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Anchor Lede: Mosquitoes thrive in wet environments, which might seem strange in one respect. How do their fragile bodies survive the impact of raindrops fifty times their weight?
Randy Atkins: Mosquitoes have long wings and legs, so they just get momentarily spun in the air when a raindrop applies a glancing blow, says David Hu, a Georgia Tech engineer. He used high speed videos that show even in a direct hit, because it’s so light…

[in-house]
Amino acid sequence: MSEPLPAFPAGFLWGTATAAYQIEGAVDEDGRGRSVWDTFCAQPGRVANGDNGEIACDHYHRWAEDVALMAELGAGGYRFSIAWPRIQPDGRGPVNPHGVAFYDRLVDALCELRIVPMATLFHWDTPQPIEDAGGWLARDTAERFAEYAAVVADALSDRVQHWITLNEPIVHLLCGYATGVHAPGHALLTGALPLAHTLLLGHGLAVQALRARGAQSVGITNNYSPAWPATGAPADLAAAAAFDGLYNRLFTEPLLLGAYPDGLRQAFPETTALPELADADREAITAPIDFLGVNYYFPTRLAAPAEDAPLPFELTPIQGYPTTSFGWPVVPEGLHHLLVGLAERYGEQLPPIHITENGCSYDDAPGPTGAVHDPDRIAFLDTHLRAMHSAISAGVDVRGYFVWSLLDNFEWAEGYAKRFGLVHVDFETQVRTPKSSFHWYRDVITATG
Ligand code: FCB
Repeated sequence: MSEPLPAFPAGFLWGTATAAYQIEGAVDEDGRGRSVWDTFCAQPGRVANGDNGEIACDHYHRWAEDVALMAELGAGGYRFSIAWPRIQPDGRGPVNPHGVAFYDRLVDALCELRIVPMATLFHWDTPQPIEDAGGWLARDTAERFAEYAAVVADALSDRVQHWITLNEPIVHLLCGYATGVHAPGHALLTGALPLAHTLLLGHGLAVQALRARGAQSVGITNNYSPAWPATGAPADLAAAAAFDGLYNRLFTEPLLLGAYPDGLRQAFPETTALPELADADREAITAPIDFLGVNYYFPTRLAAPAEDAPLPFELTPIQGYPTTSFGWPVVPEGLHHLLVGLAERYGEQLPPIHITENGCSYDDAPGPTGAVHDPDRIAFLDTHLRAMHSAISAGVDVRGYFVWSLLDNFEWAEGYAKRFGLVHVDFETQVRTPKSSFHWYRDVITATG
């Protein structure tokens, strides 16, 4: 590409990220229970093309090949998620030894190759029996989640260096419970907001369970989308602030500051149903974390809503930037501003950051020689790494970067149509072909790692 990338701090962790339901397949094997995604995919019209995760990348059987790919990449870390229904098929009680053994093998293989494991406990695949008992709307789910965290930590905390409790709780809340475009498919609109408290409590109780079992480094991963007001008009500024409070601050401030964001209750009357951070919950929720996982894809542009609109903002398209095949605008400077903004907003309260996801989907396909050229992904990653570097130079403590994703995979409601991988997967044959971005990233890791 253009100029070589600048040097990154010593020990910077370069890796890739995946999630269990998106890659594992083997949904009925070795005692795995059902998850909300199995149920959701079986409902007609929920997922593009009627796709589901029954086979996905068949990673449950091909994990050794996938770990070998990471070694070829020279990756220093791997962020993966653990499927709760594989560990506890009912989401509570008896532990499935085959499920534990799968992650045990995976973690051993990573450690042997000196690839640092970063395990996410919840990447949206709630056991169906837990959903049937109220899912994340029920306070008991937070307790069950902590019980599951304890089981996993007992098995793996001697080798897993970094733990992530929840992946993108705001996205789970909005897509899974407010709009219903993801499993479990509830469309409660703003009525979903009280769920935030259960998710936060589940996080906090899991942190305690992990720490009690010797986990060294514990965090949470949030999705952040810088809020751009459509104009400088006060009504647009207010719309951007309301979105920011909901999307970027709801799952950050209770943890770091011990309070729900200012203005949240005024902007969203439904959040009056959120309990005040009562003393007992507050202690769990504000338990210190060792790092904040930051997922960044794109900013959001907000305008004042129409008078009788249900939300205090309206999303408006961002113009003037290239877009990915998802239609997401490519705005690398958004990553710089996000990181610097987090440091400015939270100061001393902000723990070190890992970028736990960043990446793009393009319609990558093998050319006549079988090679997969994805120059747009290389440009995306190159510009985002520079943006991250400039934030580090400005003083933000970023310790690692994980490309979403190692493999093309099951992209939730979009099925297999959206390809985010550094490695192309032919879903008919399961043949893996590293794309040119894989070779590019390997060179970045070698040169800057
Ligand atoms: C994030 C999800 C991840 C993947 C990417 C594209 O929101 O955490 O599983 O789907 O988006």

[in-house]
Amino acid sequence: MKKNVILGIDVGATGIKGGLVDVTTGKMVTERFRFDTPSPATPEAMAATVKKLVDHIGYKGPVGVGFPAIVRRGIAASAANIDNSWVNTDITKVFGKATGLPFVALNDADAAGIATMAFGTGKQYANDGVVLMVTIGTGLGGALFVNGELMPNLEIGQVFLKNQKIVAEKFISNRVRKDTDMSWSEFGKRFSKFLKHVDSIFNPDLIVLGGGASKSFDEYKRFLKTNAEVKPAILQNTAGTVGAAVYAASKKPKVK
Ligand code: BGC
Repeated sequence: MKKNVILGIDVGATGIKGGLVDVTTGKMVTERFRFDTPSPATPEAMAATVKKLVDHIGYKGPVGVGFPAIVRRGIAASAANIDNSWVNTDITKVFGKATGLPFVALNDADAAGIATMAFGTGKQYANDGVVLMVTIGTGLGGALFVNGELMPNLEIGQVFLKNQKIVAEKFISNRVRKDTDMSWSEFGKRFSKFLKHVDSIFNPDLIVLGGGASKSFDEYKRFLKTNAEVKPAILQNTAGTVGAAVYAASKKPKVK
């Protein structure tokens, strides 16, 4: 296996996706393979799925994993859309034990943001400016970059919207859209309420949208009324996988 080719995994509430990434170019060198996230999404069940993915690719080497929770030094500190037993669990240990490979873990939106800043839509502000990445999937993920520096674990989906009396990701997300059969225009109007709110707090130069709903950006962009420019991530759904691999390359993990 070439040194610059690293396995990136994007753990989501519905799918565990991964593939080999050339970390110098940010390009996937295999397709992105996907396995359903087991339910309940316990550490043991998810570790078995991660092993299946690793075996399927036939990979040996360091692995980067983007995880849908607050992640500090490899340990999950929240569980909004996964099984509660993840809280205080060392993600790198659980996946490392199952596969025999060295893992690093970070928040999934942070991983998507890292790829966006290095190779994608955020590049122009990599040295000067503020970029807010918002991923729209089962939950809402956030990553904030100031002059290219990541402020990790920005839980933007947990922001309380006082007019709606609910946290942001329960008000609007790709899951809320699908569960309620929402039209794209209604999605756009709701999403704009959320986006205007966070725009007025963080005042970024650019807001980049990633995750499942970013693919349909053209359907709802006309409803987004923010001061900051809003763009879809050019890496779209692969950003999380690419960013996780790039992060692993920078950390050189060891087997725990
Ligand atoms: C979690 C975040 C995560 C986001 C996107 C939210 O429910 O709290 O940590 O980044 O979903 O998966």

David Hu: …the mosquito and the drop they sort of join together and they fall together for about 5 to 20 body lengths before separating.
Randy Atkins: That’s only a problem very close to the ground. So Hu says engineers making tiny robotic fliers could mimic a mosquito’s light-weight design to reduce the force of any impacts and…
David Hu: …we think if designers build in these long appendages they’ll basically allow them to always separate from the colliding object without even trying.
Randy Atkins: With the National Academy of Engineering, Randy Atkins, WTOP News.